This is a difficult time for South Africans. We will have to face our future without the calm, guiding presence of Mandela. We may feel uncertain, anxious, and even fearful. Mandela would not want this for us. He would want us to reach out to each other, to stand together to meet the challenges of our future.

We recommit ourselves to the central challenge of our time – to continue Mandela’s struggle for equality and freedom. The Religious Society of Friends has long recognised that social justice is the basis for peace among people. We view the massive inequalities in wealth, not only in South Africa but also Africa and the world, as a dangerous threat to peace and stability. Genuine freedom includes the freedom to develop our full potential as human beings. Extreme poverty does not allow this and so the wealth gap must be tackled to allow for genuine social development.

We honour Mandela’s vision of a country at peace with itself and recommit ourselves to realising this in our life time. 

Hamba Kahle Nelson Mandela, our Madiba!

6 December 2013

Friday, 6 December 2013

Vale Nelson Mandela - hero of the battle against Apartheid and Racism - gone from our midst 6 December 2013

Nelson Rolihlahla Mandela, ‘Madiba,’ has now passed into the Light. He was here now he is everywhere. He reminded us that although we have the machinery of war, it is only by our nonviolent choices that we can create the machinery of peace. With tireless passion, immense heart, an extraordinary mind and unfathomable self-sacrifice, he forgot himself into immortality and showed us how to establish the beloved ultimate economic world community.

Words from Dr. Lawrence Carter, Dean of Martin Luther King International Chapel, Morehouse College, Parliament of the World's Religions Trustee

News of the hour:

Sunday, 1 December 2013

Free kitchen in India run at the Sikhs' holiest shrine produces 200,000 flat breads and 1.5 tonnes of lentil soup daily.

Beside The Creek editorial comment: Reckon the Sikhs could feed the world no trouble at all. 

A story from Aljazeera:

Two hundred thousand rotis (Indian flat bread), 1.5 tonnes of dal (lentil soup) and free food served to 100,000 people everyday are what makes the free kitchen run at the Golden Temple in the western Indian city of Amritsar stand apart.

By all measures, the kitchen (called langar in Punjabi ) is one of the largest free kitchens to be run anywhere in the world. The concept of langars was initiated centuries ago by Guru Nanak, the founder of Sikh religion.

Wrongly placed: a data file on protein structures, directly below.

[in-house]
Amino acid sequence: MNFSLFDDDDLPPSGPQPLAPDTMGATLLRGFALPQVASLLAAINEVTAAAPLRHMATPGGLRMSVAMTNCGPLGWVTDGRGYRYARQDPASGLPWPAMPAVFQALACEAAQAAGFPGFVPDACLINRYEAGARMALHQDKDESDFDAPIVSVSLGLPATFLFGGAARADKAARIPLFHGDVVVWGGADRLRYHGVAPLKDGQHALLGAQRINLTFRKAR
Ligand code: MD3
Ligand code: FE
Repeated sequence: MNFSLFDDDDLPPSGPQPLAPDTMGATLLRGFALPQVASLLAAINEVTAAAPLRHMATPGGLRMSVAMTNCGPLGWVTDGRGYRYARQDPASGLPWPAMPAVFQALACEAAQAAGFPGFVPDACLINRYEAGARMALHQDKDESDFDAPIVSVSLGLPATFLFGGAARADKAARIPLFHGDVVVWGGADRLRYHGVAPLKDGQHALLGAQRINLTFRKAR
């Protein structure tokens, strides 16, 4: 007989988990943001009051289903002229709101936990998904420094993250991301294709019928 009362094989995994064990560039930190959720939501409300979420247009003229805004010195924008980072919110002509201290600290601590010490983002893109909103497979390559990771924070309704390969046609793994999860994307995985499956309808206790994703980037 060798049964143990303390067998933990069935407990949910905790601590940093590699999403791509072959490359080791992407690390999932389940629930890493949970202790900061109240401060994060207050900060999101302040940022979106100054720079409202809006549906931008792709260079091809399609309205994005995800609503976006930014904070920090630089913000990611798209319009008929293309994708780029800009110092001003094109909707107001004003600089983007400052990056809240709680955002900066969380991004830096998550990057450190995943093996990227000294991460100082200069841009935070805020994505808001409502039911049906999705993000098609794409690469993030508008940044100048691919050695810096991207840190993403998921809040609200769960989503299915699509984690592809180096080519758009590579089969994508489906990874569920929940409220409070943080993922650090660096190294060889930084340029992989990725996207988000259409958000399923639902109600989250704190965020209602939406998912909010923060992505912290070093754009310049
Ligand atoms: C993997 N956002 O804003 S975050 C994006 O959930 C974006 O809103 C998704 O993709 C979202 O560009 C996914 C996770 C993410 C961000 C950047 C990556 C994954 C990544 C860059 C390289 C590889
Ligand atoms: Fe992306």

Sunday, November 17, was his 545th birth anniversary.

At the Langar, no one goes hungry - and everybody gets a hot meal regardless of caste, creed and religion. All Sikh Gurudwaras (places of worship) have langars, but the one at Golden Temple - Sikhs' holiest shrine - has little parallel.

“Anyone can eat for free here and on an average we serve food to 100,000 people. On weekends and special occasions double the numbers of people visit the langar. The langar never stops and on an average 7,000 kg of wheat flour, 1,200 kg of rice, 1,300 kg of lentils, 500 kg of ghee (clarified butter) is used in preparing the meal every day,” says Harpreet Singh, manager of this huge kitchen.

“The free kitchen uses firewood, LPG gas and electronic bread makers for the cooking and we use around 100 LPG cylinders and 5,000 kilograms of firewood every day,” he adds.

The kitchen is run by 450 staff, helped by hundreds of other volunteers.

Sanjay Arora, 46, from New Delhi, comes to volunteer at the langar two days a month. “This is seva (service) for me. I feel happy after doing this service. This is not just free food because here you forget all the differences that separate humans from each other,” he says.

Volunteers also wash the 300,000 plates, spoons and bowls used in feeding the people. The food is vegetarian and the expenses are managed through donations from all over the world. The yearly budget of the langar runs into hundreds of millions.
For more, please go here
where there are some magnificent photographs.